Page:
To these people I point out that different souls have different needs and desires; and that assuming my contribution to the collective consciousness is more significant or less significant based on the fact that I have a job or a car is either an unfair judgement on me, on another, or both of us. What my soul needs is right here where I am. I cannot decide or predict what any other soul needs. I can see how this philosophy could have helped me no matter what situation I happened to be born into. At the same time, I understand that it can be hard to develop a personal philosophy without adequate food or shelter; not to mention books and literacy itself. I think it’s possible to see both the destructive and constructive influences on you and around you and appreciate the advantages the positives bring while acknowledging the inevitable effects of exposure to the negative more objectively through this lens.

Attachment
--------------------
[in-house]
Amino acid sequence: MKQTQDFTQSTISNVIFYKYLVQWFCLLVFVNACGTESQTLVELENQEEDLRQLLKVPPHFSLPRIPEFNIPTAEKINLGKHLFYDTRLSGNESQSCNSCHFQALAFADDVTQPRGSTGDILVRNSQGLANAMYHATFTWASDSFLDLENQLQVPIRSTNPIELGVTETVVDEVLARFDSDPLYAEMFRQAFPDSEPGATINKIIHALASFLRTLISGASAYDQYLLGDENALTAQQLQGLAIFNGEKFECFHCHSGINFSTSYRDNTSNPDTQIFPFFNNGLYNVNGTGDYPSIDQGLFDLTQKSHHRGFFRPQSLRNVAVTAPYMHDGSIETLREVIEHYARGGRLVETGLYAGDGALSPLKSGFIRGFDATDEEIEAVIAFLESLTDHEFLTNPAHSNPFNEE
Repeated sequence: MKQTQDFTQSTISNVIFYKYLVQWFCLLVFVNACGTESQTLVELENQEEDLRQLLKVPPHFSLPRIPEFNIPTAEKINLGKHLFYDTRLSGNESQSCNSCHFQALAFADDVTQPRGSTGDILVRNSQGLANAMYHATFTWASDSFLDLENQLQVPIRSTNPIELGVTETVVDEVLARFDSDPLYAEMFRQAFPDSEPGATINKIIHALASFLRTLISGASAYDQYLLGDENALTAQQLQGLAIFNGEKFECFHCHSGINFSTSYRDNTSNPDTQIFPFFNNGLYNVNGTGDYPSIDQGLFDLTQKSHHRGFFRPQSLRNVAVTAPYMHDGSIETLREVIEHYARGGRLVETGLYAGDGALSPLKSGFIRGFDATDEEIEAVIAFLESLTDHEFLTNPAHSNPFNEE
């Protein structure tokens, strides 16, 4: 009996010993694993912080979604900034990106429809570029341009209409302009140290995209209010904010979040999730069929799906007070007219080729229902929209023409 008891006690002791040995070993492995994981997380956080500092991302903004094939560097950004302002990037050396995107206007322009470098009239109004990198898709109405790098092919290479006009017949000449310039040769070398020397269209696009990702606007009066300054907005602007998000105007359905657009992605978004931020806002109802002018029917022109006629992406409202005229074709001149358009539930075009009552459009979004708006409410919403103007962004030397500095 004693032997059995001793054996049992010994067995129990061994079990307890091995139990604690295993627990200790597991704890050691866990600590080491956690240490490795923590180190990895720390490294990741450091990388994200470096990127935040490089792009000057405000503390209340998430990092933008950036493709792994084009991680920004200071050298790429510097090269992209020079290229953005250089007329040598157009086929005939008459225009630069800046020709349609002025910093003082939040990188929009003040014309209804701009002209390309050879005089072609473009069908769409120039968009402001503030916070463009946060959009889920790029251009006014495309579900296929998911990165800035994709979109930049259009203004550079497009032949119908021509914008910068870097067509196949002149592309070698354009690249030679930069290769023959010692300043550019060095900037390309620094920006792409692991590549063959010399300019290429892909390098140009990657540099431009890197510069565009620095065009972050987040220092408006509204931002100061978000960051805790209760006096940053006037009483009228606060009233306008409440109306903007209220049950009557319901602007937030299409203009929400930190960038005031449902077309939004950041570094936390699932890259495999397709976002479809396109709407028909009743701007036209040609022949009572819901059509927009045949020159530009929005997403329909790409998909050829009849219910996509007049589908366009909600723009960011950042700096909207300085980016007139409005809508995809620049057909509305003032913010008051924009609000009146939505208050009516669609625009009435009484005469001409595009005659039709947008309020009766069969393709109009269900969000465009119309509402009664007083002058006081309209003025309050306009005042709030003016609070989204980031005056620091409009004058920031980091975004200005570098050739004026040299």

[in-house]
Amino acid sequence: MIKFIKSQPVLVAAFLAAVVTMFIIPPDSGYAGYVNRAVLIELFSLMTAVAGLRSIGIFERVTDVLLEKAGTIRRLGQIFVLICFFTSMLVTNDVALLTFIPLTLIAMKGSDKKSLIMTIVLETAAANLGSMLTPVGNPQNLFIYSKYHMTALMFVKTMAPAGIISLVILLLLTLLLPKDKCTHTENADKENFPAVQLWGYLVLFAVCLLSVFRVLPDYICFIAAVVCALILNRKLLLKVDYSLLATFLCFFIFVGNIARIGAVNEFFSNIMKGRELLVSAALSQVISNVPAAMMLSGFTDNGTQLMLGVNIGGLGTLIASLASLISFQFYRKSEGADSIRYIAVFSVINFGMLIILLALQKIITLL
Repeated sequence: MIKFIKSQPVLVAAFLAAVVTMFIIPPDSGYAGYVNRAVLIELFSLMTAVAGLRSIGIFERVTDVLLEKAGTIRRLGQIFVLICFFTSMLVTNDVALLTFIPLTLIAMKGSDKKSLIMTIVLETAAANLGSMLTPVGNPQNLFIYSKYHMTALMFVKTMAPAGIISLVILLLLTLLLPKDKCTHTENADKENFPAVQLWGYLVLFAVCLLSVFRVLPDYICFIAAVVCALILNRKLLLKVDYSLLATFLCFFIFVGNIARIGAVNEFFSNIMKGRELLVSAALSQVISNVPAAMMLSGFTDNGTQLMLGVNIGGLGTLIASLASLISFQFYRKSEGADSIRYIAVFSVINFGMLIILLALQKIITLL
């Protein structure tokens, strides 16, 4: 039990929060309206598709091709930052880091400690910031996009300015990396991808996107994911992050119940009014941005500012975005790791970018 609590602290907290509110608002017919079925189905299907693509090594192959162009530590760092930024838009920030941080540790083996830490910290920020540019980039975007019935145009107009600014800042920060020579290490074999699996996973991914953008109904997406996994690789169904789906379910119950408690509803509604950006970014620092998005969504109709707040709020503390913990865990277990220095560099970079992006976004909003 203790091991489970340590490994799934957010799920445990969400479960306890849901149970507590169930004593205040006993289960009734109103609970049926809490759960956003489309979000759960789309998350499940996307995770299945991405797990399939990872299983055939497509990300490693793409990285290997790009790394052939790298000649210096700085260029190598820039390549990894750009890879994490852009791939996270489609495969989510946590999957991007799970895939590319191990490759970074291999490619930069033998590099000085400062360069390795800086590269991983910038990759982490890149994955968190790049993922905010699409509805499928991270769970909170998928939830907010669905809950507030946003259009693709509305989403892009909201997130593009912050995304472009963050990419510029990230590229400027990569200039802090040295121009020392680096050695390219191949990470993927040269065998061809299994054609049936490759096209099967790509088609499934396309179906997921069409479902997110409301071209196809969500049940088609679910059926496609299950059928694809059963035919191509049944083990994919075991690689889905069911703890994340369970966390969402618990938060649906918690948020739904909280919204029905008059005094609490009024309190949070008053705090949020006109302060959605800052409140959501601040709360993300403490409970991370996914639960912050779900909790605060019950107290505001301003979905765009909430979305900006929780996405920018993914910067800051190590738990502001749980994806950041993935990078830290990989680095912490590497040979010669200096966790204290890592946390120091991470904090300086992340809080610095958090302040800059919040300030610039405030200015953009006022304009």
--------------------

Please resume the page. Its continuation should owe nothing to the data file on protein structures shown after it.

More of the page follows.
It can be said that this is a first-world philosophy, and I won’t argue with anyone saying it. I also won’t argue with anyone who says this philosophy or some aspect of it has been largely instrumental in bringing individuals or families from a third-world to a first-world reality more than once. Looking at this philosophy from a place of assigning blame and credit is looking at it the wrong way. This philosophy is about taking responsibility for where you are so you can get to where you want to be. It may not be relevant to many people in the world, whether it happens to be true or not. I don’t pretend that I can prevent war or poverty or cataclysmic disaster by living this philosophy; I do know that this philosophy will aid me in living my life should I survive these things.
[Make sure to come back next Friday for the next installment from our Chapter by Chapter preview of “Walking Between Worlds; Book I: Demons & Angels”! As always, you can email your questions and comments to email@example.com or firstname.lastname@example.org. Thanks for reading! – Dawn]